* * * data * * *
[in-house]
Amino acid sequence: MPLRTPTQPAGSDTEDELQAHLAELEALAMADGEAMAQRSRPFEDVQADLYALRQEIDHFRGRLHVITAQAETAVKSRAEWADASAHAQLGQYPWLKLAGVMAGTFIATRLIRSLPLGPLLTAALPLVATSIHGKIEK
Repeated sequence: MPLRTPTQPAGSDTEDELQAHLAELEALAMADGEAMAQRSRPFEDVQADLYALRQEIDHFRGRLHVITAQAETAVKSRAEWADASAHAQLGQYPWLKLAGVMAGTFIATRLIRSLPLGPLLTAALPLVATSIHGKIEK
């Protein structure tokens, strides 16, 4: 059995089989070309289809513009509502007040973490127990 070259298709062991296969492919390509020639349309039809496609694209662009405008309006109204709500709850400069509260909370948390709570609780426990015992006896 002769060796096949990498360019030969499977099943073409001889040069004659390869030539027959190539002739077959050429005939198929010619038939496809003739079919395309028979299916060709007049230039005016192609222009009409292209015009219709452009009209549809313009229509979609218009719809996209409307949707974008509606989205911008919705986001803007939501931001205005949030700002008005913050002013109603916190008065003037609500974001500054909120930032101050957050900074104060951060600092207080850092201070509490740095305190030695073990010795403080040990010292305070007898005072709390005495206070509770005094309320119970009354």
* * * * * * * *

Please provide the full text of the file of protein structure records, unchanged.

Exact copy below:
[in-house]
Amino acid sequence: MPLRTPTQPAGSDTEDELQAHLAELEALAMADGEAMAQRSRPFEDVQADLYALRQEIDHFRGRLHVITAQAETAVKSRAEWADASAHAQLGQYPWLKLAGVMAGTFIATRLIRSLPLGPLLTAALPLVATSIHGKIEK
Repeated sequence: MPLRTPTQPAGSDTEDELQAHLAELEALAMADGEAMAQRSRPFEDVQADLYALRQEIDHFRGRLHVITAQAETAVKSRAEWADASAHAQLGQYPWLKLAGVMAGTFIATRLIRSLPLGPLLTAALPLVATSIHGKIEK
């Protein structure tokens, strides 16, 4: 059995089989070309289809513009509502007040973490127990 070259298709062991296969492919390509020639349309039809496609694209662009405008309006109204709500709850400069509260909370948390709570609780426990015992006896 002769060796096949990498360019030969499977099943073409001889040069004659390869030539027959190539002739077959050429005939198929010619038939496809003739079919395309028979299916060709007049230039005016192609222009009409292209015009219709452009009209549809313009229509979609218009719809996209409307949707974008509606989205911008919705986001803007939501931001205005949030700002008005913050002013109603916190008065003037609500974001500054909120930032101050957050900074104060951060600092207080850092201070509490740095305190030695073990010795403080040990010292305070007898005072709390005495206070509770005094309320119970009354």